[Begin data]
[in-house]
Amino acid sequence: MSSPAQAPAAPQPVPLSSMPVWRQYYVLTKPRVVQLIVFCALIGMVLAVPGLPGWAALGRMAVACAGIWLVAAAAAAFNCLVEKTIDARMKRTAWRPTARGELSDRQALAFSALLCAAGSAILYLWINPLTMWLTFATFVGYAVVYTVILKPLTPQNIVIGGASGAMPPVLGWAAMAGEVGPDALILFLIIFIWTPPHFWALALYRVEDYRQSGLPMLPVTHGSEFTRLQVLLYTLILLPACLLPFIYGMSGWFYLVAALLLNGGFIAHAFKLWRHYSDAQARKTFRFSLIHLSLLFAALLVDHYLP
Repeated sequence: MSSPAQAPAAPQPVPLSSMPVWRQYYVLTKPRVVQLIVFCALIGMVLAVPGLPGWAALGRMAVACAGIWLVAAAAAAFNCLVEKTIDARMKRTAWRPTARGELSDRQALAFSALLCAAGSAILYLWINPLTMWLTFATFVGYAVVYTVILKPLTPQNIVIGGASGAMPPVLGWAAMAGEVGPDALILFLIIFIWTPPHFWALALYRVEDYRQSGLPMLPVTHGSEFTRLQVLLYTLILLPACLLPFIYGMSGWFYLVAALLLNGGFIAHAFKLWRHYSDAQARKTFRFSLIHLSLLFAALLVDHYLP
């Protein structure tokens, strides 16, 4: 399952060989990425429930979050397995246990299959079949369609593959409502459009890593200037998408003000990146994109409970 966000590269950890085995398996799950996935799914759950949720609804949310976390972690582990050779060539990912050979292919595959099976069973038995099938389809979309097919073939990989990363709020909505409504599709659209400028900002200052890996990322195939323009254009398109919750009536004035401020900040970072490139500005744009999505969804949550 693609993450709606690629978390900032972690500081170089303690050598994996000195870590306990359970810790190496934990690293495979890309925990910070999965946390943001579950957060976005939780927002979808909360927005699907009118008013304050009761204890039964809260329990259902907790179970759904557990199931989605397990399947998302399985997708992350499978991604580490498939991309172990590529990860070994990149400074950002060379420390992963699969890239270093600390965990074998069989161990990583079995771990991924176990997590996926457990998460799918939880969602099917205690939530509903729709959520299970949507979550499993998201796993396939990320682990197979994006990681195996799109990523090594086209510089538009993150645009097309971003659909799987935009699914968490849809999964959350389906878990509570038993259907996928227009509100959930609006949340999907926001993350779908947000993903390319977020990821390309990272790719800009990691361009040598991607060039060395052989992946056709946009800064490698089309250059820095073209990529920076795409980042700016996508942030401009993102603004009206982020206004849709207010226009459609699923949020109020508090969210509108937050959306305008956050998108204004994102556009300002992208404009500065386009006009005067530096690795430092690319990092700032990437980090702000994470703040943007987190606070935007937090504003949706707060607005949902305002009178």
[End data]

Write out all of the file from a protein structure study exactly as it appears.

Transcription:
[in-house]
Amino acid sequence: MSSPAQAPAAPQPVPLSSMPVWRQYYVLTKPRVVQLIVFCALIGMVLAVPGLPGWAALGRMAVACAGIWLVAAAAAAFNCLVEKTIDARMKRTAWRPTARGELSDRQALAFSALLCAAGSAILYLWINPLTMWLTFATFVGYAVVYTVILKPLTPQNIVIGGASGAMPPVLGWAAMAGEVGPDALILFLIIFIWTPPHFWALALYRVEDYRQSGLPMLPVTHGSEFTRLQVLLYTLILLPACLLPFIYGMSGWFYLVAALLLNGGFIAHAFKLWRHYSDAQARKTFRFSLIHLSLLFAALLVDHYLP
Repeated sequence: MSSPAQAPAAPQPVPLSSMPVWRQYYVLTKPRVVQLIVFCALIGMVLAVPGLPGWAALGRMAVACAGIWLVAAAAAAFNCLVEKTIDARMKRTAWRPTARGELSDRQALAFSALLCAAGSAILYLWINPLTMWLTFATFVGYAVVYTVILKPLTPQNIVIGGASGAMPPVLGWAAMAGEVGPDALILFLIIFIWTPPHFWALALYRVEDYRQSGLPMLPVTHGSEFTRLQVLLYTLILLPACLLPFIYGMSGWFYLVAALLLNGGFIAHAFKLWRHYSDAQARKTFRFSLIHLSLLFAALLVDHYLP
């Protein structure tokens, strides 16, 4: 399952060989990425429930979050397995246990299959079949369609593959409502459009890593200037998408003000990146994109409970 966000590269950890085995398996799950996935799914759950949720609804949310976390972690582990050779060539990912050979292919595959099976069973038995099938389809979309097919073939990989990363709020909505409504599709659209400028900002200052890996990322195939323009254009398109919750009536004035401020900040970072490139500005744009999505969804949550 693609993450709606690629978390900032972690500081170089303690050598994996000195870590306990359970810790190496934990690293495979890309925990910070999965946390943001579950957060976005939780927002979808909360927005699907009118008013304050009761204890039964809260329990259902907790179970759904557990199931989605397990399947998302399985997708992350499978991604580490498939991309172990590529990860070994990149400074950002060379420390992963699969890239270093600390965990074998069989161990990583079995771990991924176990997590996926457990998460799918939880969602099917205690939530509903729709959520299970949507979550499993998201796993396939990320682990197979994006990681195996799109990523090594086209510089538009993150645009097309971003659909799987935009699914968490849809999964959350389906878990509570038993259907996928227009509100959930609006949340999907926001993350779908947000993903390319977020990821390309990272790719800009990691361009040598991607060039060395052989992946056709946009800064490698089309250059820095073209990529920076795409980042700016996508942030401009993102603004009206982020206004849709207010226009459609699923949020109020508090969210509108937050959306305008956050998108204004994102556009300002992208404009500065386009006009005067530096690795430092690319990092700032990437980090702000994470703040943007987190606070935007937090504003949706707060607005949902305002009178």